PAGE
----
“They sometimes simultaneously go into offices of all the competitors and seize their computers,” said Campbell.
He cautioned against reading too much into the existence of an investigation. He said the bureau is required by law to investigate anytime a group of five or more citizens file a complaint, regardless of its merits. The Competition Bureau wouldn’t provide any more details on the extent of its investigation so far, though The Chronicle Herald was able to confirm that it has contacted industry players for pricing information.
Unless charges are laid against someone, we may never know any more than we do now.
And that’s not very much.
In Parrsboro, blueberries were the talk at CE Sargent and Son Ltd.
“There’s an oversupply of blueberries,” said Art Sargent, owner of both the Ford outlet and 280 hectares of Cumberland County blueberry fields.
“Oxford has been buying berries that it shouldn’t have been buying to help the farmers. It’s supply and demand.”
Three years of bumper crops have resulted in hundreds of millions of pounds of blueberries in industry being placed in cold storage, including those belonging to Oxford Frozen Foods.
According to the Acadia Blueberry Price Report, Canadian processors were getting 17 cents a pound less for their exported frozen berries in 2017 than they were the year before.
“Low price contracts negotiated by Oxford Frozen Foods prior to harvest, which to some degree involve old crop supplies and lower quality product, are part of this development,” reads the report.
“This picture likely reflects both their carryover and quality issues. Quebec returns are well above those in the Maritimes but are also down from last year.”
David Yardborough doesn’t think it’s a case of price fixing by processors.
“I think the issue is that there is a huge glut of blueberries on the market,” said the blueberryspecialist at the University of Maine extension office. “The price is the price.”
Durning cleared the majority of his fields with a chainsaw, hired excavators to pull stumps and invested in encouraging the low growing vines.
“I did it slowly — getting one field finished and paid off before I bought another property. I was always afraid of debt,” said Durning, 74. “Those fields were supposed to be my pension.”
With price predictions not looking that much better for 2018 and the knowledge that American growers are getting more, suspicions weigh heavily on blueberry growers.
Among the acidic hills and abandoned farms where the Cobequid Hills march down to the Bay of Fundy, Durning’s generation grew up painfully aware thatopportunity was created, not found.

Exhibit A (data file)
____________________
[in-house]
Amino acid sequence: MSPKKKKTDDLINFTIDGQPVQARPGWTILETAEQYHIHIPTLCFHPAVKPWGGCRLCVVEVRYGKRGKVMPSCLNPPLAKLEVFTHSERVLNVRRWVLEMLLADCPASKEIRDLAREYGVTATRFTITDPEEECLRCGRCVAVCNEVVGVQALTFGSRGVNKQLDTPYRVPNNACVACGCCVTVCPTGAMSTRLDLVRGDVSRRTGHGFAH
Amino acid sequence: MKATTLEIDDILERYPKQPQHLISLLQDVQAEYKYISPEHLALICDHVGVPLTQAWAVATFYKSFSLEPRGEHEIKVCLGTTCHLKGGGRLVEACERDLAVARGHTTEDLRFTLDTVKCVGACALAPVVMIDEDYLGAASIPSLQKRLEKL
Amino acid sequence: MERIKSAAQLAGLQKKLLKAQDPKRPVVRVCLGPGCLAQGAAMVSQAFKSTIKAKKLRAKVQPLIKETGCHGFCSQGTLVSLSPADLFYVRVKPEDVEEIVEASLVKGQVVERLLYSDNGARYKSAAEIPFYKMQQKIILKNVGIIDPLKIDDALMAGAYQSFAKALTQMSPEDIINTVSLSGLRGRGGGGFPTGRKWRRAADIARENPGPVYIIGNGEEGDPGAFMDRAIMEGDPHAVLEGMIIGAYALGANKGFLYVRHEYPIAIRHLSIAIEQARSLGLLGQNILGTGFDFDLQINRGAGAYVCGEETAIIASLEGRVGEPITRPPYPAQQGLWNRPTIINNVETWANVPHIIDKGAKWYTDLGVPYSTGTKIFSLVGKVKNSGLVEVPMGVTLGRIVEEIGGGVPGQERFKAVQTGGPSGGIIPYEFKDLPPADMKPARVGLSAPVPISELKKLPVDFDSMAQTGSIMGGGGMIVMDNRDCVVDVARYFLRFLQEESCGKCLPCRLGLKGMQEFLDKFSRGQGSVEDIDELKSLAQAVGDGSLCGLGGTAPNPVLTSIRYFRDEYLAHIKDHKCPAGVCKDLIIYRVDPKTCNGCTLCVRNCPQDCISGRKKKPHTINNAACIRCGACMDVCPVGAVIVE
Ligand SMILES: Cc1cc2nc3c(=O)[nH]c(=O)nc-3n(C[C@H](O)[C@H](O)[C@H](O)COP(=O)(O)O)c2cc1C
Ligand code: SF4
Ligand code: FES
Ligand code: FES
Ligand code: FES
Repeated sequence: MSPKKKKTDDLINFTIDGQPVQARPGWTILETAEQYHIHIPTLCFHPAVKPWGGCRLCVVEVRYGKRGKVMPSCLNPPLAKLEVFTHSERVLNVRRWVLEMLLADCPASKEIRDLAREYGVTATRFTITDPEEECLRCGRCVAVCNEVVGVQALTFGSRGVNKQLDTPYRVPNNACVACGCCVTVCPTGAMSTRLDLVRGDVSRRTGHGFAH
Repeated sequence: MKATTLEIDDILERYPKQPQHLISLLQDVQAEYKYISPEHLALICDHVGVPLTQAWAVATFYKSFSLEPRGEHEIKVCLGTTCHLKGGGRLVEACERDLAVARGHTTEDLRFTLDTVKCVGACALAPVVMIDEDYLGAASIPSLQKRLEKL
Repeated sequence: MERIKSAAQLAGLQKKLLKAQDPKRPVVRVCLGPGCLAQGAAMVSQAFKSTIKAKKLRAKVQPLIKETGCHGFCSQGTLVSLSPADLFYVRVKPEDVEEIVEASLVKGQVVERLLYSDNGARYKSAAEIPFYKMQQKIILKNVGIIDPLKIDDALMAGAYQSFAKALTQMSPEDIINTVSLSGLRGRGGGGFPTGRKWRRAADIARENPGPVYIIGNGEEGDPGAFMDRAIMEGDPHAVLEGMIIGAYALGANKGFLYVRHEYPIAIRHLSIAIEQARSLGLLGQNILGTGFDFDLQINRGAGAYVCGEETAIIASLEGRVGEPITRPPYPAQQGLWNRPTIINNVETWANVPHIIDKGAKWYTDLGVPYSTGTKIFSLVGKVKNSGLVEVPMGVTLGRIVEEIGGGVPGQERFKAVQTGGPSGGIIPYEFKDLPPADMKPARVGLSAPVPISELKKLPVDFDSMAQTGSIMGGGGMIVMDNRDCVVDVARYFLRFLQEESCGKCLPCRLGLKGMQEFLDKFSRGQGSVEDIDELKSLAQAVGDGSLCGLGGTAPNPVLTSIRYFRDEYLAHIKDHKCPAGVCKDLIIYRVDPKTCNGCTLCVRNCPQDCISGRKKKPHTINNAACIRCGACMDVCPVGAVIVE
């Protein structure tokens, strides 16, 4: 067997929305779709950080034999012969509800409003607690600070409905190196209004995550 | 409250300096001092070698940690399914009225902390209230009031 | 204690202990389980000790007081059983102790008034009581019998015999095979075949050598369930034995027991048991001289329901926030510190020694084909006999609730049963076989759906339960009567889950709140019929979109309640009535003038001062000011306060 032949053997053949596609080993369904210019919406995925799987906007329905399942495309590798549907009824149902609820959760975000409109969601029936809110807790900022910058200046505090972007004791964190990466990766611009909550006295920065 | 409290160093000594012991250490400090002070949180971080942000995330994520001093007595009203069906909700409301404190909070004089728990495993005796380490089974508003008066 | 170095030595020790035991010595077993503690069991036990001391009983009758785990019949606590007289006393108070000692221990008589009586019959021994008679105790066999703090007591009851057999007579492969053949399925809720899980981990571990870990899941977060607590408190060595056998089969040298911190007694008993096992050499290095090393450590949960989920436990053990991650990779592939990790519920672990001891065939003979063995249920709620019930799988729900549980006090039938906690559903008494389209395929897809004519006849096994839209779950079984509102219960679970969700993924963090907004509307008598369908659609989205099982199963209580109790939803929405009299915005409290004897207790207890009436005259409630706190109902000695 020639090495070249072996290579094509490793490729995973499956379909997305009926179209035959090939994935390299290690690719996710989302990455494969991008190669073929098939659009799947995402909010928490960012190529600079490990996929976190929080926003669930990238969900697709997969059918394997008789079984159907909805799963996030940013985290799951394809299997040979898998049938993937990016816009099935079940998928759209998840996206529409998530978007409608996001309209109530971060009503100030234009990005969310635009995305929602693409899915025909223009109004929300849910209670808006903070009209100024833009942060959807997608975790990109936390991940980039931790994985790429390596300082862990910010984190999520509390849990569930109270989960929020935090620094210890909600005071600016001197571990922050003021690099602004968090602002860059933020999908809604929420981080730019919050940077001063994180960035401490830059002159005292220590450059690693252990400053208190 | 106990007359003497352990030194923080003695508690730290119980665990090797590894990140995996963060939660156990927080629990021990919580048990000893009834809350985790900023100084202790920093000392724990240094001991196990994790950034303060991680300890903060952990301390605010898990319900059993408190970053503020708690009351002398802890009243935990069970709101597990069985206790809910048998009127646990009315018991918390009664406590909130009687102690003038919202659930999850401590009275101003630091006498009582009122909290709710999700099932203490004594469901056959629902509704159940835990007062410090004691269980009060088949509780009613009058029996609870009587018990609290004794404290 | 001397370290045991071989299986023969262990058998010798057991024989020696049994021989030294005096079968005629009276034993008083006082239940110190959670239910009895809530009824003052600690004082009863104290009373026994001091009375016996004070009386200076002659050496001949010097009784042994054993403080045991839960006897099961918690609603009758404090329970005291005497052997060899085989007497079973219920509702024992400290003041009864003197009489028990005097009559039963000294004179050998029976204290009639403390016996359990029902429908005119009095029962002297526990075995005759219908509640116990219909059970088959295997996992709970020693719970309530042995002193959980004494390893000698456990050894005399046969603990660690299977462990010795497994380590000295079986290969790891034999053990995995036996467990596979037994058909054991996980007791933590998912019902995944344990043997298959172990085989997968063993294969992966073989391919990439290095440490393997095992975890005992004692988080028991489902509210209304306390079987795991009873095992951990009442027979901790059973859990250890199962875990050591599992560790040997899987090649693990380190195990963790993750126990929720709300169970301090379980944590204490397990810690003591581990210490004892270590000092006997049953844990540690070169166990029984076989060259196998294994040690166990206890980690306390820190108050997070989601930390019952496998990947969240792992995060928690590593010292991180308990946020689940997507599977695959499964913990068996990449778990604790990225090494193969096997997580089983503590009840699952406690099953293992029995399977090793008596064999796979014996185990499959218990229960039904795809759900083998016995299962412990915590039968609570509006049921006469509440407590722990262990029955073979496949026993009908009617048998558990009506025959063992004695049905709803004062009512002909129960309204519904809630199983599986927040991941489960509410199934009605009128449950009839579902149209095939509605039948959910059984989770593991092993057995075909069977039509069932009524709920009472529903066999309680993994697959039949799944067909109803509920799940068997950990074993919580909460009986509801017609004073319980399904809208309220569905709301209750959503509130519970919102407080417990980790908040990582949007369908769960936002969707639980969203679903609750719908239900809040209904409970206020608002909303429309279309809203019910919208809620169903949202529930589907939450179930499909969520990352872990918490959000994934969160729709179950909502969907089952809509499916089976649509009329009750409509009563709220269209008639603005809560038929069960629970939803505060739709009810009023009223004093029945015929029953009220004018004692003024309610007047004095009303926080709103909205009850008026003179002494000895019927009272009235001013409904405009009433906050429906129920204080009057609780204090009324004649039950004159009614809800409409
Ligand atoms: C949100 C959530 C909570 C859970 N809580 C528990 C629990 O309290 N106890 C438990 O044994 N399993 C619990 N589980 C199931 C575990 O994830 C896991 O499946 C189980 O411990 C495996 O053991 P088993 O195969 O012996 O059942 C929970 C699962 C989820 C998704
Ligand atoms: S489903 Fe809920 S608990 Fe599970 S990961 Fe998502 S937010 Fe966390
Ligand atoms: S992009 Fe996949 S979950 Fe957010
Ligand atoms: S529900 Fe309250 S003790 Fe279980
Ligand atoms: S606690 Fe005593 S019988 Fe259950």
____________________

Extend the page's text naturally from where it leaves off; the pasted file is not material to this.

And now the opportunity they created for themselves is not looking so bright.
For his part, Sargent started rhyming off processors that have gone belly up over the past 60 years.
“MacLean’s in Springhill, that company in Shediac, Mega Bleu, Kolby Foods, Nova Scotia Blueberry Exporters — they were all companies that you used to be able to sell berries to who tried and failed,” said Sargent.
“We made quite a bit of money over the years, but this is a tough business. You have to be strong to stay in it.”
It’s that toughness shown by Oxford that has made for some strained relationships in a cashstrapped county with long memories and no greater export than blueberries.
Walking in Sargent’s door on Thursday afternoon was Frank Quinn.
“Here comes a guy with an opinion different than mine,” said Sargent.
The president of the Crossroads Blueberry Co-op had bought a car from Sargent last week.
“Years ago John Bragg came to the co-op and said ‘Sell me all your berries or I won’t buy anymore from you,’” said Quinn. “Some felt that wasn’t fair so we haven’t sold to him since.”
At his cattle and blueberry farm in Conns Mills, on Monday, 79-year-old Ralph Thompson held a letter to the editor he published in the Oxford Journal the last time prices crashed.
It was 2009, a year after his daughter had borrowed money to buy into the industry, and prices had dropped quickly from a high of $1.05 a pound to 35 cents.
“It is my personal opinion that there are two causes for the disastrous situation we blueberry growers are now facing,” wrote Thompson.
“Number one is the vertical integration that is rampant in the blueberry industry today and the lack of any reasonable legislation to control the abuses of such integration.”
Two days letter he received a letter in response from the owner of the only large vertically integrated blueberry company around — John Bragg of Oxford Frozen Foods.
Thompson had worked as a bookkeeper for Bragg in 1966.
“It was a personal letter so I won’t tell you what it said, other than that our years of friendship and business are over,” said Thompson, who still keeps the letter.
“I have nothing personal against the Braggs. When I worked for them they used me good and from what I saw they used everyone else good. But that was a long time ago.”